The secret force behind elite football teams – data analytics in the World Cup
Teams have been using data to tune performance for a while now, but modern data analytics practice seems to go unnoticed by the fans despite their dependance on it too. Steve Singer investigates.
With the attention of football fans firmly focused on Russia, many are relying on a constant stream of statistics to keep up with the action. Everything from team rankings and performance to the status of individual players is being analysed and shared worldwide.
Having access to data generated by 32 teams playing 64 games across 12 stadiums has changed the experience for sports fans. Rather than passively watching and relying on the opinions of commentators, they can actively analyse what’s happening and how their favoured teams and players are performing in real time.
The data has also brought big changes for coaches and support staff. Instead of relying on intuition and observations, strategies can be created and tailored based on actual player performance during a game.
Coaches and players can gain access to data streams through specially designed dashboards. These can allow a player to instantly see the results of any changes made to techniques and what impact this has had on their team’s performance.
The power of analytics
The power of data and analytics in sport was first brought to the attention of many people by the popular film Moneyball. Based on a book published in 2003, Moneyball told the story of how a baseball coach with a limited budget optimises his players’ potential on the basis of an in-depth analysis of their game statistics.
Once he realised the value of the data he had managed to accumulate, the coach set up a team by recruiting players whose financial value had been underestimated. The team makes it to the play-offs two years running.
At the 2018 World Cup in Russia, such data-based strategies have shifted from being novelties to a critical tool for team managers and coaches. The insights gleaned from the analysis of vast streams of data can not only help analyse past performances, but also be used in a predictive capacity to determine what impact changes will have in the future.
Predictive analytics techniques can also be used to analyse the performance of opposing teams. Careful analysis of past playing strategies together with the current performance of individual players can help a coach forecast how a team will play in an upcoming clash. Tweaks and changes can then be made to player line ups and on-field plays to maximise the chance of success.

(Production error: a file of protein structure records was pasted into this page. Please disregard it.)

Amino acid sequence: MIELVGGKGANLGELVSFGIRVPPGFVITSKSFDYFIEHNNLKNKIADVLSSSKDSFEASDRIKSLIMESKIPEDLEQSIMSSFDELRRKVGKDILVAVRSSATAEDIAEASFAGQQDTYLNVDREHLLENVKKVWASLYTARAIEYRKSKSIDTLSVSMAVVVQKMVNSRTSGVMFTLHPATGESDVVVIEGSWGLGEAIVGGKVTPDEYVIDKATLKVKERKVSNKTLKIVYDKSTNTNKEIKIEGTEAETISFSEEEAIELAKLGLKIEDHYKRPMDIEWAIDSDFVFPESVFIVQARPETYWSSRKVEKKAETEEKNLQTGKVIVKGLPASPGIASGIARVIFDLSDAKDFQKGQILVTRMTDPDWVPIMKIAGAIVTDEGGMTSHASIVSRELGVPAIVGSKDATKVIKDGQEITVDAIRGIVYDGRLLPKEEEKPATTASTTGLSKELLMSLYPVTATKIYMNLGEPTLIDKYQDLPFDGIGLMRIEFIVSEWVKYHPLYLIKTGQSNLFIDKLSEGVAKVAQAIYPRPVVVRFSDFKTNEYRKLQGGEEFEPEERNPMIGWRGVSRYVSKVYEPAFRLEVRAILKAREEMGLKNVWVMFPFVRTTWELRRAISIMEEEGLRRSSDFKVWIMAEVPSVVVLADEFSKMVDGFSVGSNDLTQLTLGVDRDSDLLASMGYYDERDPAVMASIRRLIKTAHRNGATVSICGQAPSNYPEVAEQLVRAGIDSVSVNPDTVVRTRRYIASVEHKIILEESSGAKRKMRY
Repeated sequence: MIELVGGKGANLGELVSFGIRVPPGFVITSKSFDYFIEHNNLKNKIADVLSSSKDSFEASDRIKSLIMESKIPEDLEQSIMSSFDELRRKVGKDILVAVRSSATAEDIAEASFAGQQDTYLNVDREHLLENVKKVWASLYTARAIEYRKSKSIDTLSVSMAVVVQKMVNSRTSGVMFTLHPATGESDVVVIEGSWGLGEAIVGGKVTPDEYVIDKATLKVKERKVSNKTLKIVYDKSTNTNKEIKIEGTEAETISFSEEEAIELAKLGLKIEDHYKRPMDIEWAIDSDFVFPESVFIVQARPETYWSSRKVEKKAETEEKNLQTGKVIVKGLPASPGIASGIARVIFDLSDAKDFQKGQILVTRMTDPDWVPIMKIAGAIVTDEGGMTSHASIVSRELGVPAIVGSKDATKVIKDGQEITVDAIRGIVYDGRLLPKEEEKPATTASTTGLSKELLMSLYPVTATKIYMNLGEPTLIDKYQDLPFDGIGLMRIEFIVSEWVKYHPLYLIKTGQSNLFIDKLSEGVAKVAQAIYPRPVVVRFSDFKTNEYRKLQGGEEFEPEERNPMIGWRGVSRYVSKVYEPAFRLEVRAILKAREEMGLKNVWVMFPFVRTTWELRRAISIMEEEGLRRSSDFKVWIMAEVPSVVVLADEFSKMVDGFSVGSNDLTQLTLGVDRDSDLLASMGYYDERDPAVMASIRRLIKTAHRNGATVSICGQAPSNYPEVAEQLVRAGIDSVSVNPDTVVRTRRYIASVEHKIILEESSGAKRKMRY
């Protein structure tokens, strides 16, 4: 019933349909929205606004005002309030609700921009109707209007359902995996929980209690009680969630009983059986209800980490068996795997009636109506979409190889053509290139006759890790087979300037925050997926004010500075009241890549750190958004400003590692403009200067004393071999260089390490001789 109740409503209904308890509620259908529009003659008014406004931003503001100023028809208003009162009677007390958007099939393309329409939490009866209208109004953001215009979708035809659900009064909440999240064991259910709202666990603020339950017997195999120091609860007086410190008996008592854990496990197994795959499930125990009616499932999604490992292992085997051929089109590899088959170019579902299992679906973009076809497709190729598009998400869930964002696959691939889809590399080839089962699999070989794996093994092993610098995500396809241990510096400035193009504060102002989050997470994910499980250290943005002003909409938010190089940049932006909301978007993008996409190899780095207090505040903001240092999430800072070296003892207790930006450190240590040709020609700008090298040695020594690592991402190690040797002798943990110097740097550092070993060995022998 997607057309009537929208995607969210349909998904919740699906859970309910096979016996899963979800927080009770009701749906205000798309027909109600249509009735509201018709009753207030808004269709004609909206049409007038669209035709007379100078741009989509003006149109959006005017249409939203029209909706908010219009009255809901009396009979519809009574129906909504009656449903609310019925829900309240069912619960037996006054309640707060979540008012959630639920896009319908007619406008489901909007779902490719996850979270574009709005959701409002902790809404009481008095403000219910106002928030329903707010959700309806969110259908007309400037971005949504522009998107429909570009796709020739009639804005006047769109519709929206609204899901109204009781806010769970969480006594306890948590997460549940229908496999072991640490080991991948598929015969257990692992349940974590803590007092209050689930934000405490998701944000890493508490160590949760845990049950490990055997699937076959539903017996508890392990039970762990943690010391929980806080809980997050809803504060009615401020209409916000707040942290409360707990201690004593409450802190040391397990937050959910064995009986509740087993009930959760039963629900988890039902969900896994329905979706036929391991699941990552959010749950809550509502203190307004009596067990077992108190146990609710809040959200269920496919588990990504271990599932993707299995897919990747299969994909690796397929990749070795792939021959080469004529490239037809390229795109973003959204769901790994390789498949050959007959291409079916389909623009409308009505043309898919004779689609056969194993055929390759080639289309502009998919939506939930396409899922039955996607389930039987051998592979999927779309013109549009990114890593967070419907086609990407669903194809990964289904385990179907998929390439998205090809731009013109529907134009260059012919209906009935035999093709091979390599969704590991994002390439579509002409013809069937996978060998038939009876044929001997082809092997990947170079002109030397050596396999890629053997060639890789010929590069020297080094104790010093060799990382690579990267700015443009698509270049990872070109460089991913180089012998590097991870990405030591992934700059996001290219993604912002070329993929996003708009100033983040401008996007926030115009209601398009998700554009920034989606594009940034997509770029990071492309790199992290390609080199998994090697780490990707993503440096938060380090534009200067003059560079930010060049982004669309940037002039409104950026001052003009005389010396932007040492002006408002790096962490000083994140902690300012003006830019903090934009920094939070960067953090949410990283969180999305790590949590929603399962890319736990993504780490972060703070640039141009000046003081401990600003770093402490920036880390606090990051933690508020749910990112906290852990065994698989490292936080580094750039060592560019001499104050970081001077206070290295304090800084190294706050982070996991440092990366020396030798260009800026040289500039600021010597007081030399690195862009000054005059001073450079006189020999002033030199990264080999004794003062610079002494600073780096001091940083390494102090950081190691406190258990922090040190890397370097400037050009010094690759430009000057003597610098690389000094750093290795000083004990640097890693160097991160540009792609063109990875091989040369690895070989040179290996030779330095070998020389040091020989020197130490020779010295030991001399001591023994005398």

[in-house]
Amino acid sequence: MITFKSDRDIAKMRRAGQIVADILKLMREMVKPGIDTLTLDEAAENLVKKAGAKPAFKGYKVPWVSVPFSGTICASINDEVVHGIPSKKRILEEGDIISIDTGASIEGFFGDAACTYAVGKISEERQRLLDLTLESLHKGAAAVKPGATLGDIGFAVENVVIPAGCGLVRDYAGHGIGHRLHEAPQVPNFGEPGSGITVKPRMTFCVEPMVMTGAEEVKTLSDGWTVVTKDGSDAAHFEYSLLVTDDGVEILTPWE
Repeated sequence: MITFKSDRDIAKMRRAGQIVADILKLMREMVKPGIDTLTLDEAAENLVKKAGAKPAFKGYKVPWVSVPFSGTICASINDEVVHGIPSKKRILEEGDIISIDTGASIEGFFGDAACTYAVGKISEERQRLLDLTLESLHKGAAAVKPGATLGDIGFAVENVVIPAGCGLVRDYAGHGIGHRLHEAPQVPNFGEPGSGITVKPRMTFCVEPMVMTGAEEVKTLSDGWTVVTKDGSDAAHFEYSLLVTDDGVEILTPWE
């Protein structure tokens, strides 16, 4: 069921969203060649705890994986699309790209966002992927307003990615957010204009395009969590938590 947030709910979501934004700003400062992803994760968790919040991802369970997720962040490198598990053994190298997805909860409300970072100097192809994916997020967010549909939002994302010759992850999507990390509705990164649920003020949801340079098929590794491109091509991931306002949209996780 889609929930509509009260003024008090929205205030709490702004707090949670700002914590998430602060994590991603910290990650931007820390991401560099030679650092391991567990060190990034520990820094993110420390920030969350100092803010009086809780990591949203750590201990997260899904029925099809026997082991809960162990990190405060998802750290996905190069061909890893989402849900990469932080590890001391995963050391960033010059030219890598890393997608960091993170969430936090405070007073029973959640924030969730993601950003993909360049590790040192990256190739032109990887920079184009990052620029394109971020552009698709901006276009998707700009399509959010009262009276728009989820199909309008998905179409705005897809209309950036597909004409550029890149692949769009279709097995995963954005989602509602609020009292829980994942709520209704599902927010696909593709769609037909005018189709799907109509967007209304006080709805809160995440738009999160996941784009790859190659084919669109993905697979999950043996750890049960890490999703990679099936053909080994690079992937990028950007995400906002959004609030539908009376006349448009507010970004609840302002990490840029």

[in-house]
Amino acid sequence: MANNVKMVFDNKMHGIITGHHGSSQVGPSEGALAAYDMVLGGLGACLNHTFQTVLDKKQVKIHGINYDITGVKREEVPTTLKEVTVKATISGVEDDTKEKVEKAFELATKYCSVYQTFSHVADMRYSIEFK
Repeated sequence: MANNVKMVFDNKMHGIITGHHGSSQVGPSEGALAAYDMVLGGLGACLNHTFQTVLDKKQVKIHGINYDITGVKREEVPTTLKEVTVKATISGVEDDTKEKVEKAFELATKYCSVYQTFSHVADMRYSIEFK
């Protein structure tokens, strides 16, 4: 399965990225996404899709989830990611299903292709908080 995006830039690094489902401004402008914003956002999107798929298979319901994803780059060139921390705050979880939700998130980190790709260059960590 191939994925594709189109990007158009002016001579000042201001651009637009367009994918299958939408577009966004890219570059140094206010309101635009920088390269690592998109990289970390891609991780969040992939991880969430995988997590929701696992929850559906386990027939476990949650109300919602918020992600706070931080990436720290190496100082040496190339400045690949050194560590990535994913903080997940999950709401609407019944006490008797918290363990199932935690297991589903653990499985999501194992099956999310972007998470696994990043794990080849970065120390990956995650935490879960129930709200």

It’s this combination of historic data and real-time events that is making predictive analysis in sport so powerful. As more data is gathered and analysed, that power will continue to grow over time. The performance of teams in the last World Cup can be carefully compared to their success rates in Russia. Changes they have made to the way they approach each match can be used to predict what they will do the next time they take to the field.
The evolution of data analytics
When predictive analytics was first used in sport, it was a complex beast to master. Data had to be gathered and carefully combined in a central location. Bespoke tools then had to be developed that could examine that data and spot the trends and changes needed by the coaches and managers.
Fast forward to 2018 and things have changed dramatically. The arrival of a new generation of data integration and analytics tools has streamlined the analysis process and given coaches and teams insights into performance that previously would have been impossible to attain.
The tools are based on analysis models used by data scientists and comprise a range of components designed to undertake specific tasks. In the same way such tools are being used to analyse everything from demography data to the performance of manufacturing lines, they are now shining a new light on who’s got better ball control.
Outside the captivating world of the 2018 World Cup, predictive analytics tools are also being put to work in a diverse range of industries. For example, growing numbers of airlines, which need their aircraft to be completely reliable, are predicting future maintenance cycles by analysing vast amounts of data from sensors that have been placed throughout their aircraft fleets.
In the logistics and transportation arena, similar tools are allowing operators to improve efficiencies by creating routes for delivery trucks that take into account everything from customer location to traffic conditions and the performance of drivers. Meanwhile, in sectors such as banking and health, predictive analysis is helping operators to predict the future demands of customers, based on their prior activities.
Just as is the case for a World Cup team, these days it is vital for all sectors to remain competitive. Increasingly, this is being achieved through the adoption of predictive analysis tools and processes. The way to do it is to examine the existing situation in such a way that it delivers high added-value information, backing up real-time strategic decision making.
While the capabilities of the analysis tools will continue to improve, the most important component remains the data. Organisations must focus on collecting as much data as possible to feed the tools so that the most valuable insights can be gained.
Whether it’s the number of defensive saves achieved by a goalkeeper in a match or the time taken to score a first goal, data can be used to plan everything from pre-match training to strategy changes made during the match.
As football fans continue to enjoy the Russian spectacular, take a moment to consider the powerful role that data analytics will play in the final outcome.
Steve Singer is ANZ country manager at Talend.
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Image copyright: Fauzan Saari